"Migrant baby in front of tent, Harlingen, Texas."
Many of the quarter-million or so photographs taken by FSA photographers were intended first and foremost to be persuasive images. As John D. Stoeckle and George Abbott White (Stoeckle and White, Plain Pictures of Plain Doctoring), who have studied the FSAs medical photographs, explain, " the FSA photographers identified previously ignored social evils which the administration of Franklin D. Roosevelt was at pains to correct. The conditions of the rural dispossessed and the unemployed in small towns required images that would, in short, condemn. But it was not enough simply to record the worn-out land or the horrendous living conditions under which one-third of a nation (or more) was ill-housed, ill-clad, and ill-nourished. FSA cameras also had to focus on FSA programs that could work, and later in the 1930s after all that expenditure, were working. This second task required images that would celebrate." (Stoeckle and White, p. xv)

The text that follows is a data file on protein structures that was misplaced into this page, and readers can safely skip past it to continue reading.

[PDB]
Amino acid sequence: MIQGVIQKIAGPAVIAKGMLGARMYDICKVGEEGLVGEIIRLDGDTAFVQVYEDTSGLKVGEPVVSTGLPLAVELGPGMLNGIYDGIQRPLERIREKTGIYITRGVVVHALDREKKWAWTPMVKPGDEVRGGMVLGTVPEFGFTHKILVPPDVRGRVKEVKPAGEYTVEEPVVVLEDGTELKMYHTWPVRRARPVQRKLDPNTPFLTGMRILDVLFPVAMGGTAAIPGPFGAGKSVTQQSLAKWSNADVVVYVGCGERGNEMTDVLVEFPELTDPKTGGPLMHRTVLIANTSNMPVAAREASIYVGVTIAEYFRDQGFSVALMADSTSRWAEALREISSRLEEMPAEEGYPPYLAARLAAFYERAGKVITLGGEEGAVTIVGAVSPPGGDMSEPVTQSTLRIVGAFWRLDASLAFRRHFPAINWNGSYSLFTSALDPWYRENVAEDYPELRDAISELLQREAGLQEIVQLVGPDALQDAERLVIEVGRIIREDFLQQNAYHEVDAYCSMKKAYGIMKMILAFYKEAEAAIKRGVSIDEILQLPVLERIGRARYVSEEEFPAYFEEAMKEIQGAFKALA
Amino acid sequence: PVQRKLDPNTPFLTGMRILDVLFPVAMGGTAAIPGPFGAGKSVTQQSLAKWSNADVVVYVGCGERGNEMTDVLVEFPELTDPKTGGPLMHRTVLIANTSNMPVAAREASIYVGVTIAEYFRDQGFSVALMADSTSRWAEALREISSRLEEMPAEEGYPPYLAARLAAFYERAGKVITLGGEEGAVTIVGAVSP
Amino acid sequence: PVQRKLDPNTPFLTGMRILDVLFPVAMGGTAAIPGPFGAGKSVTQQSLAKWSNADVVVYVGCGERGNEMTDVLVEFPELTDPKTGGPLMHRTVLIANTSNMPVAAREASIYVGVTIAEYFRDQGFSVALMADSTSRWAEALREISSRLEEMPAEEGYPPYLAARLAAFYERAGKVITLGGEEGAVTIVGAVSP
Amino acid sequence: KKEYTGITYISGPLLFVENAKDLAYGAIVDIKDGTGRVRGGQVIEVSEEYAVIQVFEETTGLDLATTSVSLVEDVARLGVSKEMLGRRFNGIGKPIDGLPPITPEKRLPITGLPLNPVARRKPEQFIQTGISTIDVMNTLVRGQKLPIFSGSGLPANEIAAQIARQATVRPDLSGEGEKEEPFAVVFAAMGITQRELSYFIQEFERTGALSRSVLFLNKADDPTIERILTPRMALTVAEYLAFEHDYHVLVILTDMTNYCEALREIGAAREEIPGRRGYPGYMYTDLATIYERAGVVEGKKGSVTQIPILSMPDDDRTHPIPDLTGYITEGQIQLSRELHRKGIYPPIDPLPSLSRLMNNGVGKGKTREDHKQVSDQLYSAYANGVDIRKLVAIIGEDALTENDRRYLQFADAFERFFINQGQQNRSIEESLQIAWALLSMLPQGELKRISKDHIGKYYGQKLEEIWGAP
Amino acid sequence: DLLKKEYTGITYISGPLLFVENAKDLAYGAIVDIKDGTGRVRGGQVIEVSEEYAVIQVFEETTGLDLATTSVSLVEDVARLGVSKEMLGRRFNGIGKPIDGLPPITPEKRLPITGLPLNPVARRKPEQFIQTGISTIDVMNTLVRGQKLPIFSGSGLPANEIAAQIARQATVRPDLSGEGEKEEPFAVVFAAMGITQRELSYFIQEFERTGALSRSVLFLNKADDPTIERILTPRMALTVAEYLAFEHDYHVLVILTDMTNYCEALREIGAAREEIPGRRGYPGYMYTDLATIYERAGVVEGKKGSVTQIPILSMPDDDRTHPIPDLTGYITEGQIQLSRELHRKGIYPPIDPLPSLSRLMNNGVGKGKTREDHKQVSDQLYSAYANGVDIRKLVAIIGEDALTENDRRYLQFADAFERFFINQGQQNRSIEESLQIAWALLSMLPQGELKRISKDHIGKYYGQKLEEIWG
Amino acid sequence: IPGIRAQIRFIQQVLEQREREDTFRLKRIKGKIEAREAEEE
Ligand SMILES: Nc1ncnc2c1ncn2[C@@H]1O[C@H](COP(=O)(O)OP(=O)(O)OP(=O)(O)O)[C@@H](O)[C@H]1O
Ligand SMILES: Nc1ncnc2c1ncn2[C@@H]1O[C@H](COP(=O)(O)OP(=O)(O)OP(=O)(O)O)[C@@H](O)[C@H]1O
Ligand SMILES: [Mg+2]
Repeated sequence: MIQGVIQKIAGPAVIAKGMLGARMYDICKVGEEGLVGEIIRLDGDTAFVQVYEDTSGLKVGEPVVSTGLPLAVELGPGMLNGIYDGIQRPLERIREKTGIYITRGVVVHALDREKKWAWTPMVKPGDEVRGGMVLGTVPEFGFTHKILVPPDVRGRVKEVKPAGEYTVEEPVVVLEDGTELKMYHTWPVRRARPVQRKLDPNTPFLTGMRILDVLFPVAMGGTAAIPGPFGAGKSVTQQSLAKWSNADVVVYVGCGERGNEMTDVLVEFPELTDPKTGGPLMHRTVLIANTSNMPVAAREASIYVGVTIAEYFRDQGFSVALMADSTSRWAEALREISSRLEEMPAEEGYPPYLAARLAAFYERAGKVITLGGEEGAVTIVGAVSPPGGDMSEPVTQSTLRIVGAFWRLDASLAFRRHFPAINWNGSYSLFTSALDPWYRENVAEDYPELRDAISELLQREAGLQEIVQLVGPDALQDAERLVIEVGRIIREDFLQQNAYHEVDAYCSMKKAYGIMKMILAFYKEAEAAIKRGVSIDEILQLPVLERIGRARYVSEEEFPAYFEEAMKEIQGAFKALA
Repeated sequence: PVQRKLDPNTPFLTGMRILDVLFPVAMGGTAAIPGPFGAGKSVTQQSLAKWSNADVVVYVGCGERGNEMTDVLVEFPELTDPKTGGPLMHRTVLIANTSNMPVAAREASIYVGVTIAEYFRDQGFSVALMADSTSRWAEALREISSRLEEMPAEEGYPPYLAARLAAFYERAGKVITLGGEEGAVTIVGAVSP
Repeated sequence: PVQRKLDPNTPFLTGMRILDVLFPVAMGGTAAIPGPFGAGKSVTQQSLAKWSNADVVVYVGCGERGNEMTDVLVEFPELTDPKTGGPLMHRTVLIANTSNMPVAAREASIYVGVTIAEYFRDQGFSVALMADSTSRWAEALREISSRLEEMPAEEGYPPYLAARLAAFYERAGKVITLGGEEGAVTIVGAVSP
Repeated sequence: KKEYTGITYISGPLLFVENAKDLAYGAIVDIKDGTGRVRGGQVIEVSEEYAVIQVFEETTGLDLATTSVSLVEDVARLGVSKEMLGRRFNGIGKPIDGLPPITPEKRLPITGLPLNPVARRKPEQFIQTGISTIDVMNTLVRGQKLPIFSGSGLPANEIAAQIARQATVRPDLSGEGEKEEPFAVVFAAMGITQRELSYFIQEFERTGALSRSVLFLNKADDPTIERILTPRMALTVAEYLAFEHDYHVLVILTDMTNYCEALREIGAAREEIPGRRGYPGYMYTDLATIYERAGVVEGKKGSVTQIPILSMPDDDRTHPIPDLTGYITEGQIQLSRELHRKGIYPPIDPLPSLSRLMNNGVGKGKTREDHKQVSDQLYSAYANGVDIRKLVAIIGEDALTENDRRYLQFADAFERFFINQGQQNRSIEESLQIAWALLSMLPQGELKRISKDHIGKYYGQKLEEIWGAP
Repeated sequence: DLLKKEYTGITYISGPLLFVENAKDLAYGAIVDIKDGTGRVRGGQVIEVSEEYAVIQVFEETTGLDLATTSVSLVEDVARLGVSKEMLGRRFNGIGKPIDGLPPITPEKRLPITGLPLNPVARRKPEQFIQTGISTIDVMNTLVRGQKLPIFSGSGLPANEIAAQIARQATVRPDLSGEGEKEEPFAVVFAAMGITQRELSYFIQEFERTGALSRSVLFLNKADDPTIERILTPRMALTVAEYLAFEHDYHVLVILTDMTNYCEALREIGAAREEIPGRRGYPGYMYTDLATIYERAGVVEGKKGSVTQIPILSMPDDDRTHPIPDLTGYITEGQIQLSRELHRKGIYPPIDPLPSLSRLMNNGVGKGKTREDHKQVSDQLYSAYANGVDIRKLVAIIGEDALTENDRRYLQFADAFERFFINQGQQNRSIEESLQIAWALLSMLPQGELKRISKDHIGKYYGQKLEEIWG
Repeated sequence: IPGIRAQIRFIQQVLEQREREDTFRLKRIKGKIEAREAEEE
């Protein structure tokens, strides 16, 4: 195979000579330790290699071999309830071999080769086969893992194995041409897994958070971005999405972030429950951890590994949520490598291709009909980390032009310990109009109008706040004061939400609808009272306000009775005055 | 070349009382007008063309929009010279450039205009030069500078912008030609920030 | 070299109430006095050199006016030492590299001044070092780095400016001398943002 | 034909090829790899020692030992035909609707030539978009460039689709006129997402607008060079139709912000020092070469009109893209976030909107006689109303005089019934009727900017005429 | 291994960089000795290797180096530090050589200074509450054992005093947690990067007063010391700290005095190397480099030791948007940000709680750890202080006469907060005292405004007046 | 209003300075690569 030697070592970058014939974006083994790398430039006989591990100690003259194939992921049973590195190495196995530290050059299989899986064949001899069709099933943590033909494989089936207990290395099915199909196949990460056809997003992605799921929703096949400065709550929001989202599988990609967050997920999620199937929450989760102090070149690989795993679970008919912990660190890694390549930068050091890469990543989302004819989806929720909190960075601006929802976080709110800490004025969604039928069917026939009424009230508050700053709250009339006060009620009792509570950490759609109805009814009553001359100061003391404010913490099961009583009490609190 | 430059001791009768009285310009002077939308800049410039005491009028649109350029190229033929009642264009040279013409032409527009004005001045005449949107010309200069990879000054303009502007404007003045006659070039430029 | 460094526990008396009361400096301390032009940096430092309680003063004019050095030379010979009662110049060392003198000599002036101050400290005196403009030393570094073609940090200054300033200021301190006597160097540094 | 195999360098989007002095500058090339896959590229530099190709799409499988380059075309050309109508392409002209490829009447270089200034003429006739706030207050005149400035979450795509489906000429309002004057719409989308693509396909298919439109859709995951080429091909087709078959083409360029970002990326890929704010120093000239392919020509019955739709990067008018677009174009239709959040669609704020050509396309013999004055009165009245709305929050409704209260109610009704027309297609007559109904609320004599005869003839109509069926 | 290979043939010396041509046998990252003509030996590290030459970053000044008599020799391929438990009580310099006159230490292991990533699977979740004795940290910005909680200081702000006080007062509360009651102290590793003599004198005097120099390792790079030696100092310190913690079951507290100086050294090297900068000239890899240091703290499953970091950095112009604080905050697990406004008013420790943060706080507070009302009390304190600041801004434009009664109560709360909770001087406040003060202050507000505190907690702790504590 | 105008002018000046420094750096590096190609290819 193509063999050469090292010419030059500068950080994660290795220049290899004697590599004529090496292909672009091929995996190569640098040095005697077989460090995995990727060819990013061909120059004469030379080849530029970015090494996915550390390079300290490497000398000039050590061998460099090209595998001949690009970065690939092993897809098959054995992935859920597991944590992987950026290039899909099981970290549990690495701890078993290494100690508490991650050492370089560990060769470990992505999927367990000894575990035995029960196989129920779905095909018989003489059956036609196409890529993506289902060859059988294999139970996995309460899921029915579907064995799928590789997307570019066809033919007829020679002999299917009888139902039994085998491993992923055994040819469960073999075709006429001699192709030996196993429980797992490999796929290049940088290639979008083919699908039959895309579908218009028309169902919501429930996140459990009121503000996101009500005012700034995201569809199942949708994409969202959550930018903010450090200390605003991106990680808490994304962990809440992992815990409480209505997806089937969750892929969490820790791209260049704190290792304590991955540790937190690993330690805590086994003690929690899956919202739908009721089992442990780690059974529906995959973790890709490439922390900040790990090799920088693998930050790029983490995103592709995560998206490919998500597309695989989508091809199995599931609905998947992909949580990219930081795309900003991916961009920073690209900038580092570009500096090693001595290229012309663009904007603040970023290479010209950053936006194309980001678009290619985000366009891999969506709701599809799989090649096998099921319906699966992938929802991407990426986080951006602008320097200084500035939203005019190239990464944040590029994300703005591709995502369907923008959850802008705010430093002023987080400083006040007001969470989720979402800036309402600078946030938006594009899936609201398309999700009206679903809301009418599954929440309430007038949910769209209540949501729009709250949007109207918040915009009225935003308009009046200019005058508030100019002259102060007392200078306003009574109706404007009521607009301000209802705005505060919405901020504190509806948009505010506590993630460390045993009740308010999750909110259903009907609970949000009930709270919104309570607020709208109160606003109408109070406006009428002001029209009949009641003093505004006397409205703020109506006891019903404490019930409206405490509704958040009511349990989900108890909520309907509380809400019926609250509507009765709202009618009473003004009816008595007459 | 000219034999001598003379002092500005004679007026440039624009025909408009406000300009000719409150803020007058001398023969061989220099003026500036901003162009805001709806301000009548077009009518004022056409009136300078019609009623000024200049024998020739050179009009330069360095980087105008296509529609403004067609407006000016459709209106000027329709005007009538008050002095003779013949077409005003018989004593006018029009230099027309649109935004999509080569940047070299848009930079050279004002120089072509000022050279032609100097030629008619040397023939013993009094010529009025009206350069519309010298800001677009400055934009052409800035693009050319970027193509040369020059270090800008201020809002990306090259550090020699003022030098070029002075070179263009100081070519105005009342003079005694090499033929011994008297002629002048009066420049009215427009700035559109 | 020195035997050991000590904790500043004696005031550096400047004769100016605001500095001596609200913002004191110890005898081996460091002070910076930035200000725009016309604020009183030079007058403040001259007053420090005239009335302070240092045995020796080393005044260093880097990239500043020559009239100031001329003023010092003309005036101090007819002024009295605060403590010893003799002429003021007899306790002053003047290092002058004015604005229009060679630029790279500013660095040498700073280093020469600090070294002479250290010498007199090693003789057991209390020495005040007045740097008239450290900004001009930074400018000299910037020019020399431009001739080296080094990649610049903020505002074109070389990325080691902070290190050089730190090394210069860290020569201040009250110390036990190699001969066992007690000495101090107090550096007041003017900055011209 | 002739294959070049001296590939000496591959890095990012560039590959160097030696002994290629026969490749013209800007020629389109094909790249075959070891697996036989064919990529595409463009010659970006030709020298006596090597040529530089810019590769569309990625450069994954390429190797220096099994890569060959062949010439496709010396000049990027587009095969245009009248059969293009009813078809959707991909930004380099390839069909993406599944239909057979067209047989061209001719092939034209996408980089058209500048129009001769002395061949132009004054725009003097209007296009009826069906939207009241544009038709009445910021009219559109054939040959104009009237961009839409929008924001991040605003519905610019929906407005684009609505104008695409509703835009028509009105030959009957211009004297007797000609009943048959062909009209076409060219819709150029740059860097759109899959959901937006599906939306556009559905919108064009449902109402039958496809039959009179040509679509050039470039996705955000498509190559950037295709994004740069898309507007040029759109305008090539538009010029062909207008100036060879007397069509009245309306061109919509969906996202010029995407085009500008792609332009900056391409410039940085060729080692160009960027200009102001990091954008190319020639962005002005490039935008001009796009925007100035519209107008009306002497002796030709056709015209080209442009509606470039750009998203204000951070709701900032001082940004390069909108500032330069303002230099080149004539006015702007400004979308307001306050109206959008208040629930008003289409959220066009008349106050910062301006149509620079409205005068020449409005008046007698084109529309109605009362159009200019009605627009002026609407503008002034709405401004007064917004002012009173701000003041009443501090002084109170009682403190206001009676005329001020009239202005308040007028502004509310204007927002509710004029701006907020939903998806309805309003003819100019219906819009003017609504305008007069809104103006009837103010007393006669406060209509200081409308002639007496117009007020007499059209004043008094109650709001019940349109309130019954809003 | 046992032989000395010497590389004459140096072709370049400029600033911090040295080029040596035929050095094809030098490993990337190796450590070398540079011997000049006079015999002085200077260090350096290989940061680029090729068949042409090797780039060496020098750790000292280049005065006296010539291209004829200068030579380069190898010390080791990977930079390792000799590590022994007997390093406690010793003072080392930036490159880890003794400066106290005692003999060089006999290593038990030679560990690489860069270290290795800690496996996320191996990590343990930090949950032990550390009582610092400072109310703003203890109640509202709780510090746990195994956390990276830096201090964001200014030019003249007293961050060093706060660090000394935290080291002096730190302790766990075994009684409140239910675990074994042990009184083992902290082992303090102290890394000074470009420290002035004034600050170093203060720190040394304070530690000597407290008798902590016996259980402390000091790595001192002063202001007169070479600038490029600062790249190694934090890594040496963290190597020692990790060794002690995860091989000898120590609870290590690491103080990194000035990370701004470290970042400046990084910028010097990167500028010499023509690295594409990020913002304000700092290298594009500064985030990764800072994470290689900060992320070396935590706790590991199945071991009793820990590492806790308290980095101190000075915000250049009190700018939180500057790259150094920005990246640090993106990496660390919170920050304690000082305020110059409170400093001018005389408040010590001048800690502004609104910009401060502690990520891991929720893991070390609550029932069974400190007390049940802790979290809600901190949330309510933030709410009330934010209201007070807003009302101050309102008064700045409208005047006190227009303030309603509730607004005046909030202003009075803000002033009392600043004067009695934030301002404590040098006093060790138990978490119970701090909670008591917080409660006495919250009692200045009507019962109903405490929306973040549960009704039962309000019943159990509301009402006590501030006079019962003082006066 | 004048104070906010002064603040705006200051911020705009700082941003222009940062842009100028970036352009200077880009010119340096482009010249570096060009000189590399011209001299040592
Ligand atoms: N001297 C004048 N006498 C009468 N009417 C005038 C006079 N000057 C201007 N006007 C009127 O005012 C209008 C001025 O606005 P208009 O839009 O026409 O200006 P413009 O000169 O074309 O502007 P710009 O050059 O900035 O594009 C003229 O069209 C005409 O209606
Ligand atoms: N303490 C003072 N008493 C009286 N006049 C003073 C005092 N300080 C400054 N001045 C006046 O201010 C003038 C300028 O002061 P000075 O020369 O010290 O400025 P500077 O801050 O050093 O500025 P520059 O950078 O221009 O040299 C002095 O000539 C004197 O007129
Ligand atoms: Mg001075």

Other FSA images, though, are less overtly political, and chronicle the
experience of ordinary life for poor rural and small-town Americans. Among
these are many photographs depicting medical care.
Copyright © 1997, 2002 University of Pennsylvania HSS